Even if FTC action against your brand doesn’t land you in court, it could land you in hot water with your audience. And that’s almost as bad.
Most people understand how business works; companies must advertise products and market ideas in order to engage customers. We’re okay with TV commercials and with product placement in movies because these tactics have been used for decades and everyone is in on it. But consumers are not okay with being misled by online advertisers.
Recent studies have shown that when sponsored content appears on social media and in other digital publications, consumers often fail to realize it’s not pure editorial. But when they do figure it out, they feel deceived. This is not only bad for your reputation, it’s also pointless, because consumers now trust forthright brands more than traditional media.
According to a 2014 Gallup survey, only 40 percent of Americans trust mass media. Yet Nielsen found that 69 percent of global consumers trust content from brand websites. In fact owned advertising ranked second on Nielsen’s list of most trusted marketing sources, following word of mouth from friends and family.
If you have a trustworthy brand with compelling stories, customers want to hear from you. So give it to them straight.
When it comes to content marketing, native advertising, and social marketing, where are the ethical lines and how can you stay on the right side?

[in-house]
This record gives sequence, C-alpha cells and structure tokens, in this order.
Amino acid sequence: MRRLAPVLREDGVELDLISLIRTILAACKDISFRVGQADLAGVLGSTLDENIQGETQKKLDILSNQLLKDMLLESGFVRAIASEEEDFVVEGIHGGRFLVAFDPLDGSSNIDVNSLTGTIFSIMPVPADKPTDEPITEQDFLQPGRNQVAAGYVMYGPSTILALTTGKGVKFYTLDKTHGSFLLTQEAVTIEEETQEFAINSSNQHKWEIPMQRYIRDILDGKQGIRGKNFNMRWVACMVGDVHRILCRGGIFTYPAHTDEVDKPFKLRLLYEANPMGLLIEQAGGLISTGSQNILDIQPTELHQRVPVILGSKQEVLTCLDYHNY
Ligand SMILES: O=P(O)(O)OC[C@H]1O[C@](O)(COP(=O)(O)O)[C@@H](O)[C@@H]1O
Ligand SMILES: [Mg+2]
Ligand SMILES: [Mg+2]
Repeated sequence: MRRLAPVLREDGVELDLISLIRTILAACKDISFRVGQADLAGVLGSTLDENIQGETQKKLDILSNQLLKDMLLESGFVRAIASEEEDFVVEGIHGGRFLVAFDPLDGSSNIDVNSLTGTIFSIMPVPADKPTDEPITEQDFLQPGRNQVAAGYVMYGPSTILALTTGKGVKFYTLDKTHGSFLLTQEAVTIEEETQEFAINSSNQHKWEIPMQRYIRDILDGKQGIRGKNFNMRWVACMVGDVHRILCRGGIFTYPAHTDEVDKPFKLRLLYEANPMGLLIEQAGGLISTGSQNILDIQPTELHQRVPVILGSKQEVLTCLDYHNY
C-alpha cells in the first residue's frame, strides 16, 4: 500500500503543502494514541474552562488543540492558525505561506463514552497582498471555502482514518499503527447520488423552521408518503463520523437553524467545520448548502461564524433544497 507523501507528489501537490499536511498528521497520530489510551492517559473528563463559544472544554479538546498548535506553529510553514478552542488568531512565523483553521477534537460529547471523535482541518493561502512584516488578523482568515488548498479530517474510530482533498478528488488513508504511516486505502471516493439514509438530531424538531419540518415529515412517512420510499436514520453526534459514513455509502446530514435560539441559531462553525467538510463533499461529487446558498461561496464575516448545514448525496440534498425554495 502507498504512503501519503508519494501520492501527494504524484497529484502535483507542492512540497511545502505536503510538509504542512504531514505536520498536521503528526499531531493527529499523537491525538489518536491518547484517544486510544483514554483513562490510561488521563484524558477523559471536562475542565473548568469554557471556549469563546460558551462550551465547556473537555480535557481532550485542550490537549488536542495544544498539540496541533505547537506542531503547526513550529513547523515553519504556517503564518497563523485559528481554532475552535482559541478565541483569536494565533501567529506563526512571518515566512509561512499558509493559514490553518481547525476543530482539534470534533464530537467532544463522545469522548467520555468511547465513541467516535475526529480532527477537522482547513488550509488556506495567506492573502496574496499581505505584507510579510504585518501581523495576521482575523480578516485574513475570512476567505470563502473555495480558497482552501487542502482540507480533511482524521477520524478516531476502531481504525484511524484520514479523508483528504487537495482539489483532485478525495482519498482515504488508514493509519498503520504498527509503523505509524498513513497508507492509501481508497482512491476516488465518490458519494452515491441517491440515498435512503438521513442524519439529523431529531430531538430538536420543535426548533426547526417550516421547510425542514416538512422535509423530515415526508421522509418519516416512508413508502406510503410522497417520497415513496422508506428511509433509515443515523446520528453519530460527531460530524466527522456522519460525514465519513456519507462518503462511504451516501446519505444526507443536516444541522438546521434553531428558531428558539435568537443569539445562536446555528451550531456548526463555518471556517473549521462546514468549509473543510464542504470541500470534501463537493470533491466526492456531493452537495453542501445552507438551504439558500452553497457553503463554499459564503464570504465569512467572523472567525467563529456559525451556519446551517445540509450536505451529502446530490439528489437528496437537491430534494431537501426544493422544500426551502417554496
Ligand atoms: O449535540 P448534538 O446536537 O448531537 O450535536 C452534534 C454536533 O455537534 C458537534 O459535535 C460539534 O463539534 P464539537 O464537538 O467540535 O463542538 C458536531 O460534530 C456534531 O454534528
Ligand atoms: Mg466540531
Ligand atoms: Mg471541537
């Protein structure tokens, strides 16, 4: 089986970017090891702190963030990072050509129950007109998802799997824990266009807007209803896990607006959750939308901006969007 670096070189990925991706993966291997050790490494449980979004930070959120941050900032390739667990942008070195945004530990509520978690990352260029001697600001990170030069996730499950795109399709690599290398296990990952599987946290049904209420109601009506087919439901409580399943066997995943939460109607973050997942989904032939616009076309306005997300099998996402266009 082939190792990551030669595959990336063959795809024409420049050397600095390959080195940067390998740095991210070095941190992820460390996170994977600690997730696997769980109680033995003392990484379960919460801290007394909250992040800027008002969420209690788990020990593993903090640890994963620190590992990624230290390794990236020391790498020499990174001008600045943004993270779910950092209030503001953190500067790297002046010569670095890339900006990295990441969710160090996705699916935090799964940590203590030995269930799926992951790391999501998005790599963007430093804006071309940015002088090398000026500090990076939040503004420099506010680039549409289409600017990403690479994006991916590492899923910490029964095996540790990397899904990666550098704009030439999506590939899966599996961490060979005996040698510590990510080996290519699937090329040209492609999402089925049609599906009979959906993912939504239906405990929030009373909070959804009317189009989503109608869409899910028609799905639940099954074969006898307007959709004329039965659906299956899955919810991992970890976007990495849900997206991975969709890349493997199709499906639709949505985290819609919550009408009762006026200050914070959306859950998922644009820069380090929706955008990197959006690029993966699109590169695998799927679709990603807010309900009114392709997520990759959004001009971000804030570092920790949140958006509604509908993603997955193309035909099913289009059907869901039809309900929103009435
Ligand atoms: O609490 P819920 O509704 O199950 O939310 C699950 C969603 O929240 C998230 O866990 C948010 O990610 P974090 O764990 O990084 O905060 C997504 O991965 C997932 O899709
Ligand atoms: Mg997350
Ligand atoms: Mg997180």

1. Claim your content. If you pay another company or writer to publish your content, make that fact as clear as possible. You put a lot of time and money into creating it. So why wouldn’t you want to take credit?
Better yet, forget the affiliates and post your content on your own website. Just consider the following from the Content Marketing Institute:
Brand storytelling with rich content is powerful because audiences—the people formerly known merely as “consumers”—pay attention to valuable content and reward brand-authors by sharing such content with friends and strangers on social platforms. This social sharing increases impact (by two to four times, studies show) and reach (up to nine times, mathematical models show), reducing media spend and boosting efficiency (by as much as 100 times). A story good enough to accomplish all that is actually rendered less effective (from the advertisers’ viewpoint) by appearing to be part of a publisher’s site. Brand-told stories work harder for a brand when they appear on neutral platforms.
2. Note your native ads. If you post ads on social media or other third-party sites, don’t try to fool your audience into thinking they’re reading anything other than advertising. Even if the FTC doesn’t catch you, your customers will. In fact, they’re already onto you.
According to a MediaBrix/Harris Interactive survey, most adults who have seen advertising appearing as content on social media say the ads either did not affect their perception of the brands being advertised, or that the ads gave them a negative impression.
Don’t insult your customers’ intelligence, and definitely don’t spend big bucks to do it.
3. School your social media advocates. With the new FTC guidelines in place, social media endorsements seems to be where most brands run into trouble. Part of the problem is that brands are putting power into the hands of users, freelance writers, and other people who don’t work for their companies and who don’t know much about trade laws. Whether you’re paying freelance content marketers to promote articles they’ve written for your company, or you’re enticing users to brag about your brand in exchange for swag, create clear guidelines to ensure their posts don’t do your company more harm than good.